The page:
0

Paul R Getto 2 years, 1 month ago

"Muslims, Christians and Jews cannot remain silent when the core of their teachings cry out for social justice, human dignity, care for the earth and love of neighbor." === Good points, and if they stick to this theme there shouldn't be too many tax questions. Interesting discussion.

0

Mike Ford 2 years, 1 month ago

Having been a preacher's kid in Louisiana in the 1970's and grown up going back to Mississippi until 2009, I watched how religion was used as a societal judgement tool in the south with those people adhiring to their rigid interpretation to maintain order and the politicians using the doctrine of said order to play on fear and recruit from the pulpit and promise the rigidity of order as a reason to vote for said politician. Whether it was segregation as interpreted by the dimwit ex relatives of mine from a biblical verse, or the subjugation of women or the abomination of homosexuality from other verses of fear these poor people believed, politicians who otherwise exploited these people snowed them by adhearing to these political litmus tests like the ones used by the simpleton tea partiers.

On the other side of the coin I witnessed how churches were sanctuaries of cohesion for African and Native Americans in the south. These people were politically, culturally, and socially excluded and persecuted by the dimwits and their racist attitudes justified by their interpretation of their bible and the upholding of social fabric by godlican right wingers. The discussion of civil rights back then was stiffled by violent force and stating that civil rights was against the laws of god in the whole religious order supported by White Christians and the politicians courting them. The minority communities ministers used the pulpit to politically organize in the one place that was safe for minorities to do so unless it was the 4th Street Church in Birmingham being bombed with those girls killed or the Nunih Waiya Missionary Mennonite Church being burned because the Choctaw people spoke to the FBI about the three civil rights workers whose car was dumped in a swamp on Choctaw land in 1963. Both acts done by the Klan. Theologeans tend to try and get people to think about issues from a non partisan standpoint through educational speaking while the wingnuts reinforce all the stereotypes of the people they don't like to maintain their beliefs and worldview and act as if they're being attacked laughingly when they're the problem. I was a pk for many years and grew up hearing said nonsense in the south. I call it the way I see it because I heard it as a kid and knew it was wrong.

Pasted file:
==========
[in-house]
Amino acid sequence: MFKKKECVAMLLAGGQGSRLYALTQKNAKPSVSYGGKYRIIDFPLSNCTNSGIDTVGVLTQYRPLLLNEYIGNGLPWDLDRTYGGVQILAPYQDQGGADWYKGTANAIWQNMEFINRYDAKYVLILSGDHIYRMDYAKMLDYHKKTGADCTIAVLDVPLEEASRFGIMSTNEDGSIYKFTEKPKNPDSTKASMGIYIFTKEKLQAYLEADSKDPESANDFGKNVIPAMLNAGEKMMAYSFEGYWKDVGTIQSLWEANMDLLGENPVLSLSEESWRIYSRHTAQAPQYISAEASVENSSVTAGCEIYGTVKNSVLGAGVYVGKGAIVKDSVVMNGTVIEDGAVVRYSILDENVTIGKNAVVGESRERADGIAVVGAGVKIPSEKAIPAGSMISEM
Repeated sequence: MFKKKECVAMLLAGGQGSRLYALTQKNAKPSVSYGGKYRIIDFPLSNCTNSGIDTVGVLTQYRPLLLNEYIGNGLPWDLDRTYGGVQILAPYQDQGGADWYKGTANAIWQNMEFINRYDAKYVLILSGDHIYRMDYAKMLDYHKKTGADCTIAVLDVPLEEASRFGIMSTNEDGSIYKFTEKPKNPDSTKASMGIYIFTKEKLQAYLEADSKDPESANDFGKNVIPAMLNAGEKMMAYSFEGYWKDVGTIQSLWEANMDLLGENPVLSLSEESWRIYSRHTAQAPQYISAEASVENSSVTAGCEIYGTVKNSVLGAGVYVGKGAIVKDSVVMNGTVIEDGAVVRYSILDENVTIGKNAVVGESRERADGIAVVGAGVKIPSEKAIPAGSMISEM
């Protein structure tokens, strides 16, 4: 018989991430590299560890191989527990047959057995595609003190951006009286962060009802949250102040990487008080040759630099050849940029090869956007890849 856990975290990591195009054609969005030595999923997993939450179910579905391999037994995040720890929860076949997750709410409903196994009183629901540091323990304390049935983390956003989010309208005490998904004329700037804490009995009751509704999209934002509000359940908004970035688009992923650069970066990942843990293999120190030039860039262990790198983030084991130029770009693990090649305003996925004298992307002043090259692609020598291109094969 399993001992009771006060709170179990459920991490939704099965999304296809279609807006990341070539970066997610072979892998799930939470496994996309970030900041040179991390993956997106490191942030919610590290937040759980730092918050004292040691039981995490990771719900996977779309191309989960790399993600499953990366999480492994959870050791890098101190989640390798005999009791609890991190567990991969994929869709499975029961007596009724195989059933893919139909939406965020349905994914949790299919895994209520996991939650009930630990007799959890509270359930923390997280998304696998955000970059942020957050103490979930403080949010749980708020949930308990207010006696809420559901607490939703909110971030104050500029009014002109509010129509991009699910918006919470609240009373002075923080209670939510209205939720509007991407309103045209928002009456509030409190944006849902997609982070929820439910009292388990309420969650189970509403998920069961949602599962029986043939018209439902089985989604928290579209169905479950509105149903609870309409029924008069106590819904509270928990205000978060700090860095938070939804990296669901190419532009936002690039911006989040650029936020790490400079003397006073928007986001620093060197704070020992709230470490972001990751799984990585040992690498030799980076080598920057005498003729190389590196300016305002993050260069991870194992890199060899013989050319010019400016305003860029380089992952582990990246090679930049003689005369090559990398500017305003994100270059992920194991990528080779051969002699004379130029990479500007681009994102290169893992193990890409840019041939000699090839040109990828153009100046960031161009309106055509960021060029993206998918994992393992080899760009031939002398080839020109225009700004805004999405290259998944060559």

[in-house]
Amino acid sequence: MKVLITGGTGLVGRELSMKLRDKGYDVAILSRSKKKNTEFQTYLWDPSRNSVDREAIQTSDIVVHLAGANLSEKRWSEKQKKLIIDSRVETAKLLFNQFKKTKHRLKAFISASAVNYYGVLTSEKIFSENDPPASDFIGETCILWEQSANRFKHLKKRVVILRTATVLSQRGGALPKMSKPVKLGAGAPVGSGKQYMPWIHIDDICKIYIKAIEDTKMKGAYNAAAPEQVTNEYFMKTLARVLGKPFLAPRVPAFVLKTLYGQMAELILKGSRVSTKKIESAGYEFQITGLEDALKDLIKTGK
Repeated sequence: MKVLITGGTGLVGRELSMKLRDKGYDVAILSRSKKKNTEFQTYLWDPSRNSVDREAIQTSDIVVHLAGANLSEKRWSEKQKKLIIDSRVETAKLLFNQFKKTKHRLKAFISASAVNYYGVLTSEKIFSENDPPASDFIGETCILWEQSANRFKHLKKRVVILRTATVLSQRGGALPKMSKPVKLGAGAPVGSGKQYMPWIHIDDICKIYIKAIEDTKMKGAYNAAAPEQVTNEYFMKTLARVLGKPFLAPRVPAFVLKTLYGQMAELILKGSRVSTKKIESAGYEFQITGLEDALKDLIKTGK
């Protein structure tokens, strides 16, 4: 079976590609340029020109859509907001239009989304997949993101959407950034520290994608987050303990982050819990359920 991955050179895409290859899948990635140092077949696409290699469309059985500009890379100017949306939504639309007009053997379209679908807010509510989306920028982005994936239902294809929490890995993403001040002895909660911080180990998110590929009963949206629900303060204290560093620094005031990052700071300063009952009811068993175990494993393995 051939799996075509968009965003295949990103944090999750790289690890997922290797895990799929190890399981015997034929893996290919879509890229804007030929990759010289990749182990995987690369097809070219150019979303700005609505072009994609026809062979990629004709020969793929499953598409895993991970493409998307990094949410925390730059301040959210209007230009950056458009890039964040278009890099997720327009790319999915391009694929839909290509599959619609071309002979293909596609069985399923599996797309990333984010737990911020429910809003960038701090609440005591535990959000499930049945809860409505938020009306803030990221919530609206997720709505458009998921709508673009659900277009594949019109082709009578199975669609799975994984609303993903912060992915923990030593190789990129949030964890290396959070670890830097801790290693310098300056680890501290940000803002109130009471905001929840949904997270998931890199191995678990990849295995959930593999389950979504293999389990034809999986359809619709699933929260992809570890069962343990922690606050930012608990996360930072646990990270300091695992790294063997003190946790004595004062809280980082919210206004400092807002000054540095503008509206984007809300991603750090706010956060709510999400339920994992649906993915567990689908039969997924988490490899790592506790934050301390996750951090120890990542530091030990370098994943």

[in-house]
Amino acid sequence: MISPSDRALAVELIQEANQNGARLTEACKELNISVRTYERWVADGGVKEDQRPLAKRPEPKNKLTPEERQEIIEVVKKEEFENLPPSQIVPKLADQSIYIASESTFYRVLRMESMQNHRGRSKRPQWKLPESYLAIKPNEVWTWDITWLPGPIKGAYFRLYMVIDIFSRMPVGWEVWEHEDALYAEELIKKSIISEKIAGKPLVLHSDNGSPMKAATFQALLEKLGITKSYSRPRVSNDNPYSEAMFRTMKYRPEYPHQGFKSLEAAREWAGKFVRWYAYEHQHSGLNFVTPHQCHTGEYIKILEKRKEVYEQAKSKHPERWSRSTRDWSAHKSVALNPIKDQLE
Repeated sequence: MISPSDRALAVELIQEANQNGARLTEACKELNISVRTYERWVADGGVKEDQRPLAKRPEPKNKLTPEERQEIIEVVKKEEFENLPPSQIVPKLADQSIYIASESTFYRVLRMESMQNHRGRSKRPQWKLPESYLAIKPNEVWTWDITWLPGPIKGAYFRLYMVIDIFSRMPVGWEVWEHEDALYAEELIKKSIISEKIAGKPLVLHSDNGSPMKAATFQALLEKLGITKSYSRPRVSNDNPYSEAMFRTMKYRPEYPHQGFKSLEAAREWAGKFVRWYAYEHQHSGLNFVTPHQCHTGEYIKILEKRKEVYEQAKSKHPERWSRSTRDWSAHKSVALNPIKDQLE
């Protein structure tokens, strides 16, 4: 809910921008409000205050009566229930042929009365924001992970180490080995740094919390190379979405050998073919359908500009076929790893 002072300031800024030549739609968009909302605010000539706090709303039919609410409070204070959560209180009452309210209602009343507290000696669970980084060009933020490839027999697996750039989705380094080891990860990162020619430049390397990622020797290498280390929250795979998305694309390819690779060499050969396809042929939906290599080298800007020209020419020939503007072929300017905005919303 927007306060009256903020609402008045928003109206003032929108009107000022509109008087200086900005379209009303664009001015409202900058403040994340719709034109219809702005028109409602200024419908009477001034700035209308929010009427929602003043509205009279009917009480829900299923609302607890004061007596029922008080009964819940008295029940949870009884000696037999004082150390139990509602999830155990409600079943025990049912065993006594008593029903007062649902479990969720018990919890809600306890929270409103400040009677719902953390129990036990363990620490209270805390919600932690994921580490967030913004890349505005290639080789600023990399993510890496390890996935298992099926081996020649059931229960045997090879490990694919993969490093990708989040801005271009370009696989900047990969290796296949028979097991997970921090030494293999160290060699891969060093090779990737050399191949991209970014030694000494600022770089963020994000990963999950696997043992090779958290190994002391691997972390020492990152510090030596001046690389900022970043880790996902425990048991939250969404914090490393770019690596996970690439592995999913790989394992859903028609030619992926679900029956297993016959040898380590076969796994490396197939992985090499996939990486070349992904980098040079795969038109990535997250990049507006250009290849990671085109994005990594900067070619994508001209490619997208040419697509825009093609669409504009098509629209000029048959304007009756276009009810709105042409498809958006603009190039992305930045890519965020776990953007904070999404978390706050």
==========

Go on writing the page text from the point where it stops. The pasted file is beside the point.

0

notaubermime 2 years, 1 month ago

Religion should play as much of a role as people can be courteous. If one calls another's faith a 'belief in an imaginary friend', then you can keep your religious views out of politics. Similarly, calling other faiths cults, violent, immoral, trying to force other people to live in accordance with your personal views, or trying to erode science education are also things that don't belong in politics.

Politics should be about doing what is best for the country, rather than alienating and marginalizing those you don't agree with. It is just too bad that reality is so far away from what 'should be'.

0

tange 2 years, 1 month ago

Religion WILL play a role in politics, proportionate to the secular graffiti painted over stained glass windows.

0

jhyphene 2 years, 1 month ago

Nice take by Rev. Luckey. The Watts response scares the crap (this language only available on Sunday's) out of me.

0

tange 2 years, 1 month ago

Religious works reflect historical realities. They are as good, evil, misleading, and illuminating as the human condition/endeavor. Rich works that they tend to be, they effectively are Rorschachs (and serve well as projection screens—need a rationalization for governmental mitigation of some personal grievance, you will find it.) To see such works as evil, though, one need look no further than the looker.

0

thuja 2 years, 1 month ago

I thought they were the same thing.

0

Michael LoBurgio 2 years, 1 month ago

Churches should stay out of politics, or be taxed.

0

Michael LoBurgio 2 years, 1 month ago

Welcome to the EvilBible.com Web Site

This web site is designed to spread the vicious truth about the Bible. For far too long priests and preachers have completely ignored the vicious criminal acts that the Bible promotes. The so called “God” of the Bible makes Osama Bin Laden look like a Boy Scout. This God, according to the Bible, is directly responsible for many mass-murders, rapes, pillage, plunder, slavery, child abuse and killing, not to mention the killing of unborn children. I have included references to the Biblical passages, so grab your Bible and follow along.

http://www.evilbible.com/

0

Commenting has been disabled for this item.